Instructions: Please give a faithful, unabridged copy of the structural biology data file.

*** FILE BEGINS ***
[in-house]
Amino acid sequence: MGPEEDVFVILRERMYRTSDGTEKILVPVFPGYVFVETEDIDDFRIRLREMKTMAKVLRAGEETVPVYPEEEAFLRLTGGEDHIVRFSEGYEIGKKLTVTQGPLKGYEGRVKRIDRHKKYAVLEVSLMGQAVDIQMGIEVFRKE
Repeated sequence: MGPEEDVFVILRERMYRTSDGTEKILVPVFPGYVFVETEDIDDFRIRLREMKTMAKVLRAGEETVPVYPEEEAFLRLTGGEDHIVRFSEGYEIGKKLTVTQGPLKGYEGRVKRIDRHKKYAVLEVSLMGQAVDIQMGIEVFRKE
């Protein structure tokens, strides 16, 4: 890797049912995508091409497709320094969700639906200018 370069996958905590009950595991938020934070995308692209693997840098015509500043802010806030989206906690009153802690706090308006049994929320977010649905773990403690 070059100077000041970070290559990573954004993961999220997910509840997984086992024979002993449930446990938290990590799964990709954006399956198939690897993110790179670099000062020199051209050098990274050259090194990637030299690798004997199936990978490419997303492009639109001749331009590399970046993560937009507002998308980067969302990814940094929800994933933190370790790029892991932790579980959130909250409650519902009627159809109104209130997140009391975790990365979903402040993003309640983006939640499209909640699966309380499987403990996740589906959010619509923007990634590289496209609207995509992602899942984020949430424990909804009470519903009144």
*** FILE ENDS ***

[in-house]
Amino acid sequence: MGPEEDVFVILRERMYRTSDGTEKILVPVFPGYVFVETEDIDDFRIRLREMKTMAKVLRAGEETVPVYPEEEAFLRLTGGEDHIVRFSEGYEIGKKLTVTQGPLKGYEGRVKRIDRHKKYAVLEVSLMGQAVDIQMGIEVFRKE
Repeated sequence: MGPEEDVFVILRERMYRTSDGTEKILVPVFPGYVFVETEDIDDFRIRLREMKTMAKVLRAGEETVPVYPEEEAFLRLTGGEDHIVRFSEGYEIGKKLTVTQGPLKGYEGRVKRIDRHKKYAVLEVSLMGQAVDIQMGIEVFRKE
């Protein structure tokens, strides 16, 4: 890797049912995508091409497709320094969700639906200018 370069996958905590009950595991938020934070995308692209693997840098015509500043802010806030989206906690009153802690706090308006049994929320977010649905773990403690 070059100077000041970070290559990573954004993961999220997910509840997984086992024979002993449930446990938290990590799964990709954006399956198939690897993110790179670099000062020199051209050098990274050259090194990637030299690798004997199936990978490419997303492009639109001749331009590399970046993560937009507002998308980067969302990814940094929800994933933190370790790029892991932790579980959130909250409650519902009627159809109104209130997140009391975790990365979903402040993003309640983006939640499209909640699966309380499987403990996740589906959010619509923007990634590289496209609207995509992602899942984020949430424990909804009470519903009144």